If Coco Gauff Plays to Her Potential, Tennis Will Never Be the Same
WHY YOU SHOULD CARE
The 15-year-old American is as vexing as she is talented — and could be transcendent off the court too.
By Nick Fouriezos
OZY Newsmakers: Deep dives on the names you need to know.
Cori “Coco” Gauff knows how to take an opening when she sees it.
That didn’t seem the case toward the tail end of her debut match at the U.S. Open on Tuesday. She had missed multiple first serves to start the third (tie-breaking) set. Her forehand floated long. Then it caught the net. The match, and the moment, threatened to get away from her.
But then, as her opponent — fellow teenager Anastasia Potapova — served, Gauff roared back with the entire package. The powerful backhand. The smart volleys. The devastating placement. In the end, the 140th-ranked wild card bested her 72nd-ranking opponent with a thrilling comeback, 3-6, 6-2, 6-4.
The one thing you don’t want to do is look too hard at the results in the short term.
Martin Blackman, general manager of U.S. Tennis Association Player Development
The lesson: Gauff is as vexing as she is talented. In other words, exactly what a 15-year-old phenom should be. Even if her scintillating run at Wimbledon this summer (in which she upset former champion Venus Williams before a rousing fourth-round exit) raised expectations. But America has every right to keep watching, and not just because of the athletic spectacle. Because Gauff has the opportunity to become a major contender on the tennis court … and perhaps even a transcendent figure off it. Just like her idol, Serena Williams.
Seem like a pipe dream? The connections are more than cursory. Gauff was born in Atlanta and raised in Delray Beach, Florida, daughter to Florida State track athlete Candi and Georgia State basketball guard Corey, who now doubles as her father and coach. Delray is near Palm Beach Gardens, where the Williams sisters grew up with their own father-coach, and Gauff has been a student of the tennis camps of Patrick Mouratoglou, who coached Serena as well.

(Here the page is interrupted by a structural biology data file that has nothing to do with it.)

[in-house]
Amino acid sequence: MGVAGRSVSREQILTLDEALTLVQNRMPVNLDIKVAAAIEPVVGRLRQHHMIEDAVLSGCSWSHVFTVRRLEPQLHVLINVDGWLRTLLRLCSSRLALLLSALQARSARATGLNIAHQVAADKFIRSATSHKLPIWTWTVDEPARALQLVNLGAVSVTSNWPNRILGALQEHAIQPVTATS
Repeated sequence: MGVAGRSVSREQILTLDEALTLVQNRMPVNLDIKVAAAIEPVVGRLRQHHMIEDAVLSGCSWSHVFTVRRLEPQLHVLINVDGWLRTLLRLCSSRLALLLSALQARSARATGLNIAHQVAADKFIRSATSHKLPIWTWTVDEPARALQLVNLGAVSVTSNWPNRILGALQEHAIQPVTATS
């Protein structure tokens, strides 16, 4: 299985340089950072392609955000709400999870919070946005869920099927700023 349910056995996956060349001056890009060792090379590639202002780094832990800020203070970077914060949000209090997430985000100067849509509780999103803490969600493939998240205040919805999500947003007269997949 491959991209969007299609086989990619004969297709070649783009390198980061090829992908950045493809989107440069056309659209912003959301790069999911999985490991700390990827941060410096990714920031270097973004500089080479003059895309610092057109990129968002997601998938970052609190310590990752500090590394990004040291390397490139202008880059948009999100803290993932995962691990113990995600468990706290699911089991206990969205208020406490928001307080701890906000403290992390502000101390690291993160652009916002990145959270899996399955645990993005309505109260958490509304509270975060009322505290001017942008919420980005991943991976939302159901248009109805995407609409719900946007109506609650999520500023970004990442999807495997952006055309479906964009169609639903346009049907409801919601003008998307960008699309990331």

Gauff has already put herself in rarefied company. She was the youngest person ever to qualify for Wimbledon back in July, and previously she was the youngest world junior girls’ No. 1 in history after winning the junior event of the French Open in 2018. Her brand is raising the bar too. In March, Forbes reported that Gauff would make at least $1 million in endorsements — everything from New Balance shoes and Head rackets to Italian pasta maker Barilla, which also backs Roger Federer — and that was before her Wimbledon breakthrough.
Still, if you demand that she starts winning tournaments immediately, you’re missing the magic behind her early promise.
It was less than a half hour before Gauff was set to take the court Tuesday in New York when Martin Blackman was able to sneak away to rave about the budding American tennis star. “She was always ahead of her peer group,” says the general manager of U.S. Tennis Association Player Development, who’s been watching Gauff develop up close in various international camps the last five years.
Yet Blackman also preached caution. “You look at what kind of game she is playing — how much variety she has. Is she creating new ways to hurt her opponents, to create pressure?” Blackman says. “The one thing you don’t want to do is look too hard at the results in the short term.”
When Gauff stumbled to begin the match, that warning seemed prescient. Even with Tuesday’s comeback victory, patience is a virtue, both for Gauff and the fans watching her. There are things to work out: the finicky forehand, loose cannon serves. “Honestly, I wanted to win and just wanted to calm myself down,” she said in the post-match interview, describing her feelings after losing that first set. “Really, it was the crowd that helped me [do that].”
Still, the poise under the pressure, the athleticism, the singular focus — all are reminiscent of the Williams sisters. And it’s a comparison Gauff seems to invite, often noting that they were the reason she chose to pursue tennis as a child. The easy thing would be to say that they opened the door for her success, making it possible for Gauff to envision herself gracing the world’s most hallowed courts. “It’s wide open,” as Blackman puts it.
But the truth is, the opportunity for young Black talents like Gauff has existed for decades. It began with women like Althea Gibson, the first African American to win a Grand Slam title, in 1956, and Zina Garrison, a three-time Grand Slam doubles champ in the ’90s.
The Williams sisters held the door open with their dominance of the last two decades, and through it came women like Sloane Stephens, who won the 2017 U.S. Open and is currently ranked 11th in the world.
And Gauff knows how to take advantage of an opening. If this 15-year-old lives up to her potential, her legacy could be that the door will never be closed — or, even better, discussed — again.